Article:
Varadkar criticises people predicting a crash 'around every corner'

Taoiseach Leo Varadkar has criticised those predicting a crash “around every corner” amid warnings from spending watchdogs and economists over excess government spending.

Varadkar criticises people predicting a crash 'around every corner'

Taoiseach Leo Varadkar has criticised those predicting a crash “around every corner” amid warnings from spending watchdogs and economists over excess government spending.

At the MacGill summer school in Donegal, he admitted there were "echoes of the Celtic Tiger" today but government spending was lower than other countries.

His attack on critics mirror remarks by former Taoiseach Bertie Ahern who, in 2007, went on the offensive against those criticising the economy.

On Thursday at the Glenties school, renowned economist Seamus Coffey told the school that government spending was high. The UCC economics lecturer highlighted unplanned spending on health since 2015 and also raised questions about whether the government was ready for a possible slowdown in the economy.

Mr Coffey is chairman of the Irish Fiscal Advisory Council, a body that warns the government over its spending and budgets.

Asked about Mr Coffey's points, Mr Varadkar told the packed hall: “There is a bit of a tendency at the moment for individuals and institutions that missed the last crash to now predict a new one around every corner, an almost over correction in that sense.

"People talk about echoes of the Celtic Tiger period being seen today. There may well be echoes but bear in mind one thing - we are increasing spending now at half the rate it was increasing during the Celtic Tiger period."

He said that period was characterised by a credit bubble, by debt and borrowing increasing by 20% a year.

"Household debt is actually going down in Ireland," he said. "Economists look at things in a certain way, politicians have to look at things as well. Where would you propose that we not increase spending? Should we spend less on housing and less on health, less on education? Even if you look at the percentage of spending to the proportion of GDP, it is lower than many other countries."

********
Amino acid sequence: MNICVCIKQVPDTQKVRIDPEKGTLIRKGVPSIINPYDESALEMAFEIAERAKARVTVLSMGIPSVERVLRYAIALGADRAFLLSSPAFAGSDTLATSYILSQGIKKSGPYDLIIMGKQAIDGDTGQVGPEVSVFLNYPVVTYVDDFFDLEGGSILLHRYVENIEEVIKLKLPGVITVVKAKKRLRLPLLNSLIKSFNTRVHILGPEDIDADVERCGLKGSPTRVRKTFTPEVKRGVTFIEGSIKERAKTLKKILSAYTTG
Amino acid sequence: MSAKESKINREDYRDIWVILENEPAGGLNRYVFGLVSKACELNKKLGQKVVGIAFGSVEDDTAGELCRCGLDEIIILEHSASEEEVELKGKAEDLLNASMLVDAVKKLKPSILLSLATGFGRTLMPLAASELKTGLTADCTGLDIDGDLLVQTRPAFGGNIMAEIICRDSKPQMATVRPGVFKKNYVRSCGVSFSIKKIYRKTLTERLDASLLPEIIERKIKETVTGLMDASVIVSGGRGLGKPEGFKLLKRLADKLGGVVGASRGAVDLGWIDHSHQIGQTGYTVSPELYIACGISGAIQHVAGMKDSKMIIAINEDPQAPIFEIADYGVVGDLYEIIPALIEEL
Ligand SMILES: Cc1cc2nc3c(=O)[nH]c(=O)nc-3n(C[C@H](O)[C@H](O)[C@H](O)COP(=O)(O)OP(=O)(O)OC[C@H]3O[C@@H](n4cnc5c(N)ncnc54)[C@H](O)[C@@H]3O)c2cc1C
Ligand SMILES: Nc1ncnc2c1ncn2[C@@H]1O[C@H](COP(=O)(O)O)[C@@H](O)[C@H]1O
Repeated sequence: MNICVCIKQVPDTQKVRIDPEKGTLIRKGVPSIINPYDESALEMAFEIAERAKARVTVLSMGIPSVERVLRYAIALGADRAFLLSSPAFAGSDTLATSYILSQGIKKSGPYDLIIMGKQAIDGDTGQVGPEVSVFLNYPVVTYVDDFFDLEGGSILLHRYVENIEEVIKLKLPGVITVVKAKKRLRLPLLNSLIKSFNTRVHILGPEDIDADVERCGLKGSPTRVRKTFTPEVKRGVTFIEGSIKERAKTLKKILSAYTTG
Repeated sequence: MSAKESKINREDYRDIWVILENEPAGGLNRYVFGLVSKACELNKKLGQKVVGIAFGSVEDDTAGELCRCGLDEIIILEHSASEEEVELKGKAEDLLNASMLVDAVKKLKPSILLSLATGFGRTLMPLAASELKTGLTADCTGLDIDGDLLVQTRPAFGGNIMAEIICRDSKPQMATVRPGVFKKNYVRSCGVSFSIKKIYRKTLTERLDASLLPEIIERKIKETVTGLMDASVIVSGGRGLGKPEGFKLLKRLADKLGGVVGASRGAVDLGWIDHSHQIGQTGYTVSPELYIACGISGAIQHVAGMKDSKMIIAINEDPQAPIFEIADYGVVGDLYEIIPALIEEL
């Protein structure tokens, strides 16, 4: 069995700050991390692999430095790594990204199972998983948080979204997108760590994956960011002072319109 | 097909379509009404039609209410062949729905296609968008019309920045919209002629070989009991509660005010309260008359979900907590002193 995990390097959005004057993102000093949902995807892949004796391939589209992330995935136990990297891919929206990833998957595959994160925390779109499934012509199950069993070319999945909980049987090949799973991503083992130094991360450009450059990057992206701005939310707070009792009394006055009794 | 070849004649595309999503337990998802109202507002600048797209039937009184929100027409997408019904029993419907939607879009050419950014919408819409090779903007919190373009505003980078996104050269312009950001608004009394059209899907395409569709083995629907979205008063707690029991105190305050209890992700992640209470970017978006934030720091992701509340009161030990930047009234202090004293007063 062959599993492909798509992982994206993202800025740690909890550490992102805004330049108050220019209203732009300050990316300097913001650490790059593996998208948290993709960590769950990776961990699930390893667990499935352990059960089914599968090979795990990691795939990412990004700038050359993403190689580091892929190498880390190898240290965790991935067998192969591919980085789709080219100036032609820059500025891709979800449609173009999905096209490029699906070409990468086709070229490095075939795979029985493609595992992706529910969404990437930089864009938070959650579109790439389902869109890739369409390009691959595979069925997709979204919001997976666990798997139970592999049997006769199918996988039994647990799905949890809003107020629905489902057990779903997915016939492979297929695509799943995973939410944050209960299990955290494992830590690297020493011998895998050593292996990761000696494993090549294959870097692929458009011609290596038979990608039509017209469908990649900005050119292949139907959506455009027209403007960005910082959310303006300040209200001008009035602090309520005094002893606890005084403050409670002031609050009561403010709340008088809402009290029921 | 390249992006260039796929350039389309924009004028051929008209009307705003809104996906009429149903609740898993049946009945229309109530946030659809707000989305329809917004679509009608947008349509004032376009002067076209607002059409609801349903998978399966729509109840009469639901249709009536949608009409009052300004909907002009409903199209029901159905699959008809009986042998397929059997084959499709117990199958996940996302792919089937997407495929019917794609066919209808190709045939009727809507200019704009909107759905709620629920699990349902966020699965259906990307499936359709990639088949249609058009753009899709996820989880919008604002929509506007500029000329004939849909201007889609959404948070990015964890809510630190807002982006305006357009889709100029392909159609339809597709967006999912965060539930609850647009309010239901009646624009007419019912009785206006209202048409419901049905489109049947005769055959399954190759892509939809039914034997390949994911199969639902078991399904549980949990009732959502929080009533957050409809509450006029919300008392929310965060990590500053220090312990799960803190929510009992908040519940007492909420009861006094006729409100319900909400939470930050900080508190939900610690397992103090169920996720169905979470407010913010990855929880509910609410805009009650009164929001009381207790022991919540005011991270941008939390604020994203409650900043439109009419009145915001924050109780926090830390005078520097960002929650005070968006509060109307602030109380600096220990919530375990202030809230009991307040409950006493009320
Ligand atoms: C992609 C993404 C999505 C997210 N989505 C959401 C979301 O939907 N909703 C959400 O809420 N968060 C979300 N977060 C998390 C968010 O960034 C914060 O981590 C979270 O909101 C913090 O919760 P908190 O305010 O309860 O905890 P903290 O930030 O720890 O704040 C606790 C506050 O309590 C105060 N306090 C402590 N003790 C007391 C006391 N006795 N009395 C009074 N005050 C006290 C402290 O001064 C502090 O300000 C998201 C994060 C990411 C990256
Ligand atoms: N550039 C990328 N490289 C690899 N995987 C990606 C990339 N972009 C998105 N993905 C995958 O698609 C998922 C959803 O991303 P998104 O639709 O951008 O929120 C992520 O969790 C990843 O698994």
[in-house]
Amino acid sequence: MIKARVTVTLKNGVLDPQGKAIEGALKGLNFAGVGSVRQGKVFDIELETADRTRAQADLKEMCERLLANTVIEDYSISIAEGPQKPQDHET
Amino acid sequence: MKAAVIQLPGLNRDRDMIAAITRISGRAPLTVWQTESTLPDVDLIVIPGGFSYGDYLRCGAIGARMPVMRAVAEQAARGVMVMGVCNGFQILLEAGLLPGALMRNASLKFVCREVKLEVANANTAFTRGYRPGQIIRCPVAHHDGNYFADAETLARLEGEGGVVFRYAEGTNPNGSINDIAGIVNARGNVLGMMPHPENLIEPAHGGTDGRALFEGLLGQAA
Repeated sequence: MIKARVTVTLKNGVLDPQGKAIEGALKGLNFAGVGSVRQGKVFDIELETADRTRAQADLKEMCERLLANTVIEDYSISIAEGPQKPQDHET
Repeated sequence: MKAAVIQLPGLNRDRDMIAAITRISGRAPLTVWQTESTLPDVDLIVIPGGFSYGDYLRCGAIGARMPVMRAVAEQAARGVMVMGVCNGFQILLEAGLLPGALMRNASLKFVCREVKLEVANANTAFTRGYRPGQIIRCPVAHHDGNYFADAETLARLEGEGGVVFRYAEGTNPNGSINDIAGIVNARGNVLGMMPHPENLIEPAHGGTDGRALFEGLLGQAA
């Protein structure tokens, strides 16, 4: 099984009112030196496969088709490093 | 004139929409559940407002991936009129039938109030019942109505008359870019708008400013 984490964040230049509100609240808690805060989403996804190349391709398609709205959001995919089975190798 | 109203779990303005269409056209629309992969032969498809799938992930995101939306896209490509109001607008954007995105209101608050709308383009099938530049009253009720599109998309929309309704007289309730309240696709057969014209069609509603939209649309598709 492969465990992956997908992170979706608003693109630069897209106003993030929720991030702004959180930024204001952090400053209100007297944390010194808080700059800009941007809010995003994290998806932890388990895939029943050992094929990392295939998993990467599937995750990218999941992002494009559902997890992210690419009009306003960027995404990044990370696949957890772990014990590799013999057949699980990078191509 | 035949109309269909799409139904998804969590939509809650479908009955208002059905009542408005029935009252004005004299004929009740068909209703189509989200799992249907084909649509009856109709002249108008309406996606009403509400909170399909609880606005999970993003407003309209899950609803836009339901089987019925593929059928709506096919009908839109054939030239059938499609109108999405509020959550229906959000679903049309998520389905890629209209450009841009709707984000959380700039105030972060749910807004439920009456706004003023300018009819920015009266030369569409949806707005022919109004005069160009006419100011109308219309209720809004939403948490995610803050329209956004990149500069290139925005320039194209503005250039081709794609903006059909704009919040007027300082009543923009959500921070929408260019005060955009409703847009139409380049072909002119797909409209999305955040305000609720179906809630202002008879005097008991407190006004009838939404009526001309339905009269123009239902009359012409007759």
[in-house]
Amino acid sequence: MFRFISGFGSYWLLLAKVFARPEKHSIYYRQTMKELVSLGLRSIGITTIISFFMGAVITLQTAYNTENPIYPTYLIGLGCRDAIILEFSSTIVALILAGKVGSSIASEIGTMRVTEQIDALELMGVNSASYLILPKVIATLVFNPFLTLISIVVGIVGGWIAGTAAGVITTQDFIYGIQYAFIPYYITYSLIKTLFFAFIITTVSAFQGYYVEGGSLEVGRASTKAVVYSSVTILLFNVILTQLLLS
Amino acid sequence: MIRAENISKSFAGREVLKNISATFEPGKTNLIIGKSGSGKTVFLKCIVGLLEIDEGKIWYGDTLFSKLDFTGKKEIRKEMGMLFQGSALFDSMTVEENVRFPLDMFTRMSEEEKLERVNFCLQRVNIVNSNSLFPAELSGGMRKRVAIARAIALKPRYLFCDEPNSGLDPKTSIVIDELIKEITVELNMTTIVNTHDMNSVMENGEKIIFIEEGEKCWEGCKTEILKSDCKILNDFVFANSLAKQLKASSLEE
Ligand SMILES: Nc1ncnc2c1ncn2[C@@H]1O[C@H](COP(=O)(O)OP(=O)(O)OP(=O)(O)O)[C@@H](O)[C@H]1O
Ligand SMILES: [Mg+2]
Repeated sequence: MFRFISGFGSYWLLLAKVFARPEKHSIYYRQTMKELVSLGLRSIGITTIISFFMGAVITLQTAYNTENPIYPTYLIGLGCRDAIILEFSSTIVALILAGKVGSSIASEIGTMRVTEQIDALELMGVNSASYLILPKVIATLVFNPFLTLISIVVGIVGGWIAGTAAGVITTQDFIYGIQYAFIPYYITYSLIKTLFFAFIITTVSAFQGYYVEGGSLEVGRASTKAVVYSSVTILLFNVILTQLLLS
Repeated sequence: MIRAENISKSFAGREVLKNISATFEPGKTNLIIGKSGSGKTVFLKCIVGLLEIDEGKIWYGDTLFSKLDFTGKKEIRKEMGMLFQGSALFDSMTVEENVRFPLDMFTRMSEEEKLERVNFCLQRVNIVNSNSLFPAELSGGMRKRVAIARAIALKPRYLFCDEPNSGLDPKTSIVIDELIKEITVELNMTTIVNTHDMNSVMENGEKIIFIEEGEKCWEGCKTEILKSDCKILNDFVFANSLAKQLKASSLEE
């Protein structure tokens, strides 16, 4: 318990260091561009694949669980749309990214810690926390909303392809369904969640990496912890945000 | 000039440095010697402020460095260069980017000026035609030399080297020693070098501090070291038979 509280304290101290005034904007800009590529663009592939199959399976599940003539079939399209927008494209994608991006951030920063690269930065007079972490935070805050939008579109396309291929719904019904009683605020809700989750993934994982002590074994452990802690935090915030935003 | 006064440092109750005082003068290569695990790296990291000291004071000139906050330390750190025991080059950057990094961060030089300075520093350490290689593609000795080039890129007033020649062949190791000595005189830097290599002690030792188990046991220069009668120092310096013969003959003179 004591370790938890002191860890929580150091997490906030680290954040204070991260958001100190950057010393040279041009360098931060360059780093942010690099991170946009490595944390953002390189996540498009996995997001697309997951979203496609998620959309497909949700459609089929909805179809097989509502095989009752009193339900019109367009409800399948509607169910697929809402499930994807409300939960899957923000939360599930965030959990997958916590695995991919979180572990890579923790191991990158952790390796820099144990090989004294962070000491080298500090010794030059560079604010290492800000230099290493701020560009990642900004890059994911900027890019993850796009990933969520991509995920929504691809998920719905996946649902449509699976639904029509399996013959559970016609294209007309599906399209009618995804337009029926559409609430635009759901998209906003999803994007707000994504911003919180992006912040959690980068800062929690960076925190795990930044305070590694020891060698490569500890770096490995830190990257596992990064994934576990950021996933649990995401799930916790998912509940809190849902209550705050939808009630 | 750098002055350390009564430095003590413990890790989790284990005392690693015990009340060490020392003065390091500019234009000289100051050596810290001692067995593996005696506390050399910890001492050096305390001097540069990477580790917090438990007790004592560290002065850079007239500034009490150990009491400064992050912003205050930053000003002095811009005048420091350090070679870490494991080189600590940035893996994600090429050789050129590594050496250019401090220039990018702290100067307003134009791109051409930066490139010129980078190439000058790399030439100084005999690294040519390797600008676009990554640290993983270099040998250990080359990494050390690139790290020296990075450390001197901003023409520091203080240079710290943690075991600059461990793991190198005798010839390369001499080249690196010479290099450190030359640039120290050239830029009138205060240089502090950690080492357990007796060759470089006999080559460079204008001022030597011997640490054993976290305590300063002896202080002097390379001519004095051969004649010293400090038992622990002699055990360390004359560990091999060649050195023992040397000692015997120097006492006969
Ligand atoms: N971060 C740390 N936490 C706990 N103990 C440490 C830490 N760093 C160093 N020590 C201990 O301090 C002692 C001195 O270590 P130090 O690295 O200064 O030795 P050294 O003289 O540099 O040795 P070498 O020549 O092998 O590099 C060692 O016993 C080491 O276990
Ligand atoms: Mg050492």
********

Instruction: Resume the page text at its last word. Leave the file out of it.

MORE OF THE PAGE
In 2007, Bertie Ahern had to apologise after he attacked critics over the economy. He told an ICTU conference that “sitting on the sidelines, cribbing and moaning is a lost opportunity” and he didn't “know how people who engage in that don't commit suicide”.

Mr Varadkar also questioned why health scandals in Ireland were so political. He said this was not the case in other countries. When controversies escalated to a political level, they were harder to resolve, he added.

It was “not normal” for a minister to get the "personal blame" for what goes wrong, he said.

Mr Varadkar also revealed there will be a voluntary redundancy package in the health service overseen by new CEO Paul Reid. This follows a commitment to split health into six regional areas.

He said the mix of public and private health services systems was “bizarre”. Unravelling this, particularly in hospitals, could cost an extra €800m, he conceded. And there was also the possibility that some consultants might want to then only work in their private practices.

On housing, Mr Varadkar suggested that he wanted the banks to change the rules on mortgage lending so that they would have to consider the level of rent a tenant paid when assessing their ability to repay a mortgage. Currently, banks take a mixed approach to including rent levels in assessments.

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